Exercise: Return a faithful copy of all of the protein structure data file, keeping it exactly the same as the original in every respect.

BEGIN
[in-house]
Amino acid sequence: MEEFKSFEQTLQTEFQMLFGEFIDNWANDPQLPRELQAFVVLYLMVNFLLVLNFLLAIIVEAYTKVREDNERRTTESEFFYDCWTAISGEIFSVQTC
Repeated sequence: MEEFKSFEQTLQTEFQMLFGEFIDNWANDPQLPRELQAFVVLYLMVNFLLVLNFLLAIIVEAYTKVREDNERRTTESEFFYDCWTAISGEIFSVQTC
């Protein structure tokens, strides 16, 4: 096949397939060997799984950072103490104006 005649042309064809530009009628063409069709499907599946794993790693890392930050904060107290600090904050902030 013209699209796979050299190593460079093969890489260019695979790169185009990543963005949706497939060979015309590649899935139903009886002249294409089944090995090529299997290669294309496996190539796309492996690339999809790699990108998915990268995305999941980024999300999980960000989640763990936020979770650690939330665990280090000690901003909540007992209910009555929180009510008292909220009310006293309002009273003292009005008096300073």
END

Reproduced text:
[in-house]
Amino acid sequence: MEEFKSFEQTLQTEFQMLFGEFIDNWANDPQLPRELQAFVVLYLMVNFLLVLNFLLAIIVEAYTKVREDNERRTTESEFFYDCWTAISGEIFSVQTC
Repeated sequence: MEEFKSFEQTLQTEFQMLFGEFIDNWANDPQLPRELQAFVVLYLMVNFLLVLNFLLAIIVEAYTKVREDNERRTTESEFFYDCWTAISGEIFSVQTC
């Protein structure tokens, strides 16, 4: 096949397939060997799984950072103490104006 005649042309064809530009009628063409069709499907599946794993790693890392930050904060107290600090904050902030 013209699209796979050299190593460079093969890489260019695979790169185009990543963005949706497939060979015309590649899935139903009886002249294409089944090995090529299997290669294309496996190539796309492996690339999809790699990108998915990268995305999941980024999300999980960000989640763990936020979770650690939330665990280090000690901003909540007992209910009555929180009510008292909220009310006293309002009273003292009005008096300073």